MadSci Network: Botany

Re: cross breeding plants from different genus groups

Date: Fri Feb 16 17:03:33 2001
Posted By: Henri Maurice, Chair of Biology, University of Southern Indiana
Area of science: Botany
ID: 977417883.Bt

It is certainly possible to cross breed plants from different genera but it 
is not something that occurs with great frequency even with human 
intervention.  Cross breeding different genera has been done.  For example, 
crosses between radish (Raphanus sativus) and cabbage (Brassica oleracea) 
have been made.  There has been some success in ultimately getting some 
fertile offspring.  Unfortunately the offspring have been useless since the 
leaves are like a radish and the roots are like a cabbage (ideally the roots 
would be like radish and the leaves like cabbage).  So, yes, it is possible 
to do this, but this is more of an exception than a rule.  It depends on the 
plants you are trying to cross breed.  Some combinations would be more 
likely than others.

In terms of the complexity of the process, the cross breeding itself is not 
difficult and can be done by the home gardener.  It is a matter of making 
sure that both plants are flowering.  Pollen from the anther of one flower 
would need to be transferred to the stigma of the other flower.  The anther 
is often though not always yellow.  The stigma is in the very center of the 
flower and represents part of the female reproductive structure in flowering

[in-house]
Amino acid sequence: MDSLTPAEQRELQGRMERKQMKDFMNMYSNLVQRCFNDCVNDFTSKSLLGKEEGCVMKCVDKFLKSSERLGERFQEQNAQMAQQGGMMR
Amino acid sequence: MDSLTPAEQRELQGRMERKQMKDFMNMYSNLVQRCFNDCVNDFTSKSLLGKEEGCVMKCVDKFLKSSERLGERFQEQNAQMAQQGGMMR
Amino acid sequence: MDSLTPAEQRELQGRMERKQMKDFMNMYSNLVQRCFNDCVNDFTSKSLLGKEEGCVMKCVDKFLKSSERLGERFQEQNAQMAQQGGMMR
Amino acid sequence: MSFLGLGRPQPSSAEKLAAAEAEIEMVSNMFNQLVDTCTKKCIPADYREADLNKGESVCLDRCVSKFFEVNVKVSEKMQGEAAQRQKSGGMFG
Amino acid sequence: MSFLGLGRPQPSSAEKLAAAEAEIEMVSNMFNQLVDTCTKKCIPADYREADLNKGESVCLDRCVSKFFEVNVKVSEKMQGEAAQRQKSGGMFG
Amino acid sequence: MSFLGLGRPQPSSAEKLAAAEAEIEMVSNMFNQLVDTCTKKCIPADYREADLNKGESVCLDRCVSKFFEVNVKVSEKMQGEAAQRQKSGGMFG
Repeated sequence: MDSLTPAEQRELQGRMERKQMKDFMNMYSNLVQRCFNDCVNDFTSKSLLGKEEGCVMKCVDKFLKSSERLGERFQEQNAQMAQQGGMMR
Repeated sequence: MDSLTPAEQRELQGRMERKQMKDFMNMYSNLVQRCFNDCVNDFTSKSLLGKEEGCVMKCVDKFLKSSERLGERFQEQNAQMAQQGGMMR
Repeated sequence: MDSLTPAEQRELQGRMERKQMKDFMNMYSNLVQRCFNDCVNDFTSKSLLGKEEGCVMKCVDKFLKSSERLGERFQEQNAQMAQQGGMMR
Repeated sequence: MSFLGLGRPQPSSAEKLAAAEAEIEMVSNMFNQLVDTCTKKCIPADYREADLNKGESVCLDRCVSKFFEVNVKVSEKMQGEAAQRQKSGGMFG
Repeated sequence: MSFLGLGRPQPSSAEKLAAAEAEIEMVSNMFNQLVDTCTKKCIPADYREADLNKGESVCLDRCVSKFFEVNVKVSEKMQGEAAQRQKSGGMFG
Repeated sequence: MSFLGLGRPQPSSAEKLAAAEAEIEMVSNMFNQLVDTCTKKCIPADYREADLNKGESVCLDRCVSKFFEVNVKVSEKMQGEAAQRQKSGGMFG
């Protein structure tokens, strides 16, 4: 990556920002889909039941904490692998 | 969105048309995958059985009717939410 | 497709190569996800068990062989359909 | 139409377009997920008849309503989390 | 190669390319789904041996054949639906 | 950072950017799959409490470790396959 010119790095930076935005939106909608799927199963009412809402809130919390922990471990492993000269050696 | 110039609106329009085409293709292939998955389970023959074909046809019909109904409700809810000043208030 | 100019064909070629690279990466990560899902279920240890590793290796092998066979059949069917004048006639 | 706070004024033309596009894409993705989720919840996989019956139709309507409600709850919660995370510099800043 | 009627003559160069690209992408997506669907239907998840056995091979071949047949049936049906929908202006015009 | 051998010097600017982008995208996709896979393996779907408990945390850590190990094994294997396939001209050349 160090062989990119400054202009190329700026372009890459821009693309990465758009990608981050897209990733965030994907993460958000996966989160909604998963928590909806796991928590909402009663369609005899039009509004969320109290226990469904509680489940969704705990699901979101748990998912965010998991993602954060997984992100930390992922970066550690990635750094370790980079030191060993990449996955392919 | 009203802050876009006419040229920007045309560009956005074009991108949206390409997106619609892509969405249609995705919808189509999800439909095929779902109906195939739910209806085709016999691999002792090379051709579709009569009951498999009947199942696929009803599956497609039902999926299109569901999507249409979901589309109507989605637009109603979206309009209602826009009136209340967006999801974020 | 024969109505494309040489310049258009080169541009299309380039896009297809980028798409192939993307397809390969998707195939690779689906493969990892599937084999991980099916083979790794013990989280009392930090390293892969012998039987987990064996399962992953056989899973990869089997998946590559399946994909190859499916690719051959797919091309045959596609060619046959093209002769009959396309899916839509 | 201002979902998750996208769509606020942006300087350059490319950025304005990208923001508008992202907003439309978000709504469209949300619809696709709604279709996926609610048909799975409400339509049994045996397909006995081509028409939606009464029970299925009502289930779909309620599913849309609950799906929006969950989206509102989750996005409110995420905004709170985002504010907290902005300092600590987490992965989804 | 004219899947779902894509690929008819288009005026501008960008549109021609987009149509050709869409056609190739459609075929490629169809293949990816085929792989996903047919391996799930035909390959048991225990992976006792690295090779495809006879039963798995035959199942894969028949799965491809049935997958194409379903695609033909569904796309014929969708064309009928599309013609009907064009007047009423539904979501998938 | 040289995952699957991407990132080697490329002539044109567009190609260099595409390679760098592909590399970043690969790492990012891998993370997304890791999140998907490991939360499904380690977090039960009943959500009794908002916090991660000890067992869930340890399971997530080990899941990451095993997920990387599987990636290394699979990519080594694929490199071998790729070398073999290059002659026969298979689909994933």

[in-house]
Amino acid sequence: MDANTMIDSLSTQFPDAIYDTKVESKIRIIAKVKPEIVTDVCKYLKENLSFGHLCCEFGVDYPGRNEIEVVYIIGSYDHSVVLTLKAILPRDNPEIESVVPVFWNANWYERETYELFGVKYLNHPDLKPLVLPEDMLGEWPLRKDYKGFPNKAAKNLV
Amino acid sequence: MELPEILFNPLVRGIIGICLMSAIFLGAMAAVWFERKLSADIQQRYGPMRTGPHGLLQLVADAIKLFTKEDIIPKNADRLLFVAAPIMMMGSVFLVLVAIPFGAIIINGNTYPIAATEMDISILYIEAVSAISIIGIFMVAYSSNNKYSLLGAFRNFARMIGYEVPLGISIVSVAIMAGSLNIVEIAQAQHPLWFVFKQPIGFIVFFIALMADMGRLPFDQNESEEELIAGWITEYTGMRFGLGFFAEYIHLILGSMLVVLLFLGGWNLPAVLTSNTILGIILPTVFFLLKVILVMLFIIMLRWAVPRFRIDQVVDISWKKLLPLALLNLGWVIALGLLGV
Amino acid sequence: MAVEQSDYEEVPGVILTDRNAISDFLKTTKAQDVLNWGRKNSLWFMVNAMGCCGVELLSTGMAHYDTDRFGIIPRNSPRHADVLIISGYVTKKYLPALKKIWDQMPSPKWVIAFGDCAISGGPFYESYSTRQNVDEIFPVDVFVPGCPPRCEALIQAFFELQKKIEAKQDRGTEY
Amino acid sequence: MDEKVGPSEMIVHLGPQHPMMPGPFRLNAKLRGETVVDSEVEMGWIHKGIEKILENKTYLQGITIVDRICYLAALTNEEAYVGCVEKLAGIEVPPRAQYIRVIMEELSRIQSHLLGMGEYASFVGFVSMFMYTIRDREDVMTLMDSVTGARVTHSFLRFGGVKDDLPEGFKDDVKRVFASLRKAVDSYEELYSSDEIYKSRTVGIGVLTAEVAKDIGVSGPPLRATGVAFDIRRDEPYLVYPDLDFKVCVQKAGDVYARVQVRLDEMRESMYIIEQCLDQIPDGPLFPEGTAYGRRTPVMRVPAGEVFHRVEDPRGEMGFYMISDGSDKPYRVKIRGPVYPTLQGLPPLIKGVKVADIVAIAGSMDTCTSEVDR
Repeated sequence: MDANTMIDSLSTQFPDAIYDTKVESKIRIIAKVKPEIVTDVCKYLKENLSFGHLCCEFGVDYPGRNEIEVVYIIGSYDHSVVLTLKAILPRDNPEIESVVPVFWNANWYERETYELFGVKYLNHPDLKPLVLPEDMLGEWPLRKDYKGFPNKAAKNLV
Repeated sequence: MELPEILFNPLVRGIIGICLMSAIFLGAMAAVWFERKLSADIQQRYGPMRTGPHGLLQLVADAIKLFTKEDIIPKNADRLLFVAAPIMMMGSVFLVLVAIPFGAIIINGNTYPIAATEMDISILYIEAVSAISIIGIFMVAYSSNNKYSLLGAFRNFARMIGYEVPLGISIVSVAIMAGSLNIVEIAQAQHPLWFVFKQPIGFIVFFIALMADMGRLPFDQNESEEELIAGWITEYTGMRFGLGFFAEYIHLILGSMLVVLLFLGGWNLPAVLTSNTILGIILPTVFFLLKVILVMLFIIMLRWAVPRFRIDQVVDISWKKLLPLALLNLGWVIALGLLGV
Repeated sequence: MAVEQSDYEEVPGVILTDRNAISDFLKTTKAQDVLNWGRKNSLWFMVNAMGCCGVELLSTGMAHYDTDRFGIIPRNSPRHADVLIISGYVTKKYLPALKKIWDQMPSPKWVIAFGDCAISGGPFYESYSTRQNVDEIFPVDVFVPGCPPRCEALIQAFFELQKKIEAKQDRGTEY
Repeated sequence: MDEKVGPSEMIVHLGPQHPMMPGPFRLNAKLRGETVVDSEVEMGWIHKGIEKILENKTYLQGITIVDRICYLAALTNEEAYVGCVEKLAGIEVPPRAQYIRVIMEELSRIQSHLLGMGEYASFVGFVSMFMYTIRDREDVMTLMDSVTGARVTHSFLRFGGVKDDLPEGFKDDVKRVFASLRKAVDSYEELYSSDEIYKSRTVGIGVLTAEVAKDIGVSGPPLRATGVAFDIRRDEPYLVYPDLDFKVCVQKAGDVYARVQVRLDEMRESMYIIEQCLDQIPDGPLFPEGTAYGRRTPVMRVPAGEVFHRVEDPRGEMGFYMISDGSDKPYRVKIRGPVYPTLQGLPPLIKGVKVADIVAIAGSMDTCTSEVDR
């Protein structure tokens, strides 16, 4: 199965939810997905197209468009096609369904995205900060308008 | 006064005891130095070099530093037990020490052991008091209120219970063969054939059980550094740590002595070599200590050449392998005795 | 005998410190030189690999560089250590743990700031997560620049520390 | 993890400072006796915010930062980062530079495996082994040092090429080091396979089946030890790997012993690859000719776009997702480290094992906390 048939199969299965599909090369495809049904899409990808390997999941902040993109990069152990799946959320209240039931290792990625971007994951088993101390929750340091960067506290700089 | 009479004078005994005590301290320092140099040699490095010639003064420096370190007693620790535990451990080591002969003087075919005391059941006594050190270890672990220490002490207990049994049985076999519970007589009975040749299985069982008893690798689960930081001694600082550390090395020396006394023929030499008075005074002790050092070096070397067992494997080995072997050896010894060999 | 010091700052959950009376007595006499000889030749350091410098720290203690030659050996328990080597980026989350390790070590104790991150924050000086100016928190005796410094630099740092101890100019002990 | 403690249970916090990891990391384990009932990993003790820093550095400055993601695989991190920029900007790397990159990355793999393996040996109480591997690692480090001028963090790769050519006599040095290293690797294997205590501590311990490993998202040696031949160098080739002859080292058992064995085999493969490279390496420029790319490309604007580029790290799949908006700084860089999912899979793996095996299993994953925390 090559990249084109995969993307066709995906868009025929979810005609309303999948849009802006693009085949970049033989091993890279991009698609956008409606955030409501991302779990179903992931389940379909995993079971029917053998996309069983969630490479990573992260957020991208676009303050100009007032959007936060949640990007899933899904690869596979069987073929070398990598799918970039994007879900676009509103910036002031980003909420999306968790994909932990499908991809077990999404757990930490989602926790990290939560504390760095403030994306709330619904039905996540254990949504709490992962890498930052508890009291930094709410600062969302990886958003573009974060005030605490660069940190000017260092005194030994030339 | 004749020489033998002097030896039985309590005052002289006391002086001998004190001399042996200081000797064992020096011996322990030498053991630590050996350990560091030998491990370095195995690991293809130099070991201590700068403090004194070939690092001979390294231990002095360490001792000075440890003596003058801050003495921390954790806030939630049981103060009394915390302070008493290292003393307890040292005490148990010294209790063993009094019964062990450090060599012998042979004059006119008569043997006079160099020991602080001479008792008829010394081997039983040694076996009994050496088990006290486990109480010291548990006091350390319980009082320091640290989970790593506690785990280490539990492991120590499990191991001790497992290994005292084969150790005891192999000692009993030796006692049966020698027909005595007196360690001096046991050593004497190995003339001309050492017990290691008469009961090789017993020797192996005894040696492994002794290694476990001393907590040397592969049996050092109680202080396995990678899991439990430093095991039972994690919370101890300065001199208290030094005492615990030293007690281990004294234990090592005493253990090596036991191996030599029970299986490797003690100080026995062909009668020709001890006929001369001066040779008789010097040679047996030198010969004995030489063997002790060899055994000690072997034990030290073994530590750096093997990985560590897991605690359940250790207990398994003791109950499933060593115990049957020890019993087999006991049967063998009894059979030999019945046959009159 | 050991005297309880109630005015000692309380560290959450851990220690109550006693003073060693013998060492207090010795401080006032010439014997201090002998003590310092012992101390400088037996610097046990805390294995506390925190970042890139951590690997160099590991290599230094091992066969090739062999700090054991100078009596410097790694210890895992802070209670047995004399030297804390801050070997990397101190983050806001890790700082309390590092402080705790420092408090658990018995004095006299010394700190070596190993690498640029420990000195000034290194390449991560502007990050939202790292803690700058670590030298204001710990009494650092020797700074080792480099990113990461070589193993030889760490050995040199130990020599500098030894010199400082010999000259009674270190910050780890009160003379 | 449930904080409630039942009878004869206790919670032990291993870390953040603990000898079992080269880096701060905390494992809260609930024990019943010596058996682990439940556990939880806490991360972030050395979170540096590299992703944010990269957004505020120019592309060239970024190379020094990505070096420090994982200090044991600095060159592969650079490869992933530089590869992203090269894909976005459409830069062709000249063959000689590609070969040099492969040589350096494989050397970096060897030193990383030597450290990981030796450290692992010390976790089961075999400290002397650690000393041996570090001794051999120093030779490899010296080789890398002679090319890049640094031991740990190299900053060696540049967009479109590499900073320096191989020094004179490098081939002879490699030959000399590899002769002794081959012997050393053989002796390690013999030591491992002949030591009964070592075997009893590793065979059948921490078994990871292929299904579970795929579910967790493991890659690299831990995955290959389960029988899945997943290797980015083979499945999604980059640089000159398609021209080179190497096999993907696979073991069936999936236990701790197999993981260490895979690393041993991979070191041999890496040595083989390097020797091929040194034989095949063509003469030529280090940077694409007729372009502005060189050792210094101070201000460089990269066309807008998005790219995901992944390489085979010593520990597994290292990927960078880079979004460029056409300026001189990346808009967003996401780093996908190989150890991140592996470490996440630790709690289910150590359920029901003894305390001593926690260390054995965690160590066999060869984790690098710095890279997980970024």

It is best to remove the anthers of the flowers have to make 
sure you do not get any pollen of the flower onto its own stigma.  If you do 
that you will not be doing any cross breeding.  Typical gardening books have 
pictures of flowers and how to make hybrids so you might want to check out 
those types of books.

Klug and Cummings.  2000.  Concepts of Genetics, 6th edition.  Prentice Hall

David Hershey adds:

The family that most easily lends itself to intergeneric hybrids is the Orchid 
family. Intergeneric orchid hybrids are widely grown. There are dozens of 
examples of bigeneric orchids, such as x Laeliocattleya  
(Cattleya  x Laelia) and x Brassocattleya  
(Brassavola  x Cattleya )  . 

The x in front of the genus name is pronounced "hybrid genus."

If you want to grow a bigeneric plant, try the common houseplant Botanical 
Wonder (x Fatshedera lizei) or tree, Leyland Cypress (x 
Cuppressocyparis leylandii).

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